Sprint race number three is in the books, and despite the crashes – three in the ten-lap sprint around the Circuit of The Americas in Austin, Texas – everyone made it back to the pits pretty much in one piece and ready to go for Sunday. After the attrition of Portimão and Argentina, this was a welcome change.
Saturday underlined once again what a massive change the sprint races are for MotoGP. They change everything: there is no such thing as "it's only Friday" any longer, as Friday determines who gets through to Q2 directly, and who has the stress of trying to pass through Q1. With qualifying counting for two races rather than one, a spot on the front two rows is now utterly vital.
Conditions had changed too. A very heavy fall of rain overnight had flooded into some of the temporary offices in the paddock, and left the track green and still damp in the morning. Then, when the sun came out, temperatures soared, track temps creeping up towards the high 40s°C.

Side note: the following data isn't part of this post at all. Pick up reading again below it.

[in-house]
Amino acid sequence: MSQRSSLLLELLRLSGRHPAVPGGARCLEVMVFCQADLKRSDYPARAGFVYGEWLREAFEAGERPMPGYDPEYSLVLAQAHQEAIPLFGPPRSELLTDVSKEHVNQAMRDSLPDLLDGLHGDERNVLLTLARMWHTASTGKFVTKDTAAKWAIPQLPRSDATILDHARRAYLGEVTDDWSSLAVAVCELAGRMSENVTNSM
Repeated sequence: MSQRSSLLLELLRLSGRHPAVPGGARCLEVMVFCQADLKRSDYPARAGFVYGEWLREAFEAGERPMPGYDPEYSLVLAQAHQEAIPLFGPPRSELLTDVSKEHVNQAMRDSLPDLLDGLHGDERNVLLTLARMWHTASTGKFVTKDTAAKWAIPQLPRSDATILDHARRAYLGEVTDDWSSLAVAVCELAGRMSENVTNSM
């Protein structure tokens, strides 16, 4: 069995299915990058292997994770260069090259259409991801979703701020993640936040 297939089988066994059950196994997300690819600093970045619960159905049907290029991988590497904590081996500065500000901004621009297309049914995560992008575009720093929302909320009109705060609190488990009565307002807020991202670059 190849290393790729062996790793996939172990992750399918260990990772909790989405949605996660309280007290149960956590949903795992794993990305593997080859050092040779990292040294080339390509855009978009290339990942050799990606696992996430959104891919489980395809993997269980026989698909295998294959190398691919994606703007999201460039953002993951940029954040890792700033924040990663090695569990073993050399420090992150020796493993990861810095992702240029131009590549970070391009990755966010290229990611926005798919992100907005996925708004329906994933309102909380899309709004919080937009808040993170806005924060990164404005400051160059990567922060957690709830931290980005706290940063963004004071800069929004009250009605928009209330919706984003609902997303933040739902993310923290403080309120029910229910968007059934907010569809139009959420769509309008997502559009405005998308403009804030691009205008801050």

That left the track slick, and caught a lot of riders out. "Difficult," was how Brad Binder characterized conditions. "I had about four highsides on the first lap. So it was a bit challenging! I kept losing the rear on the first lap for some reason. Every time I cracked the throttle it just let go. So I lost so much time in the opening two laps until the rear tire started to feel normal."
Binder had a clear idea of why the grip was so poor. "It was hot out there," the Red Bull KTM rider said. "The grip was really low compared to what we've had all weekend and you really had to adapt all your markers a lot to just stay safe and not make any huge mistakes."
"For me, firstly, the rain overnight washed off or at least dirtied or something. The track was off this morning compared to yesterday, and it was like you could see in the Q2 I mean, I've never seen so many crashes I think in a quali ever. The race was also super slick. So it was important to be clean and not make mistakes, to not throw away any points or opportunities."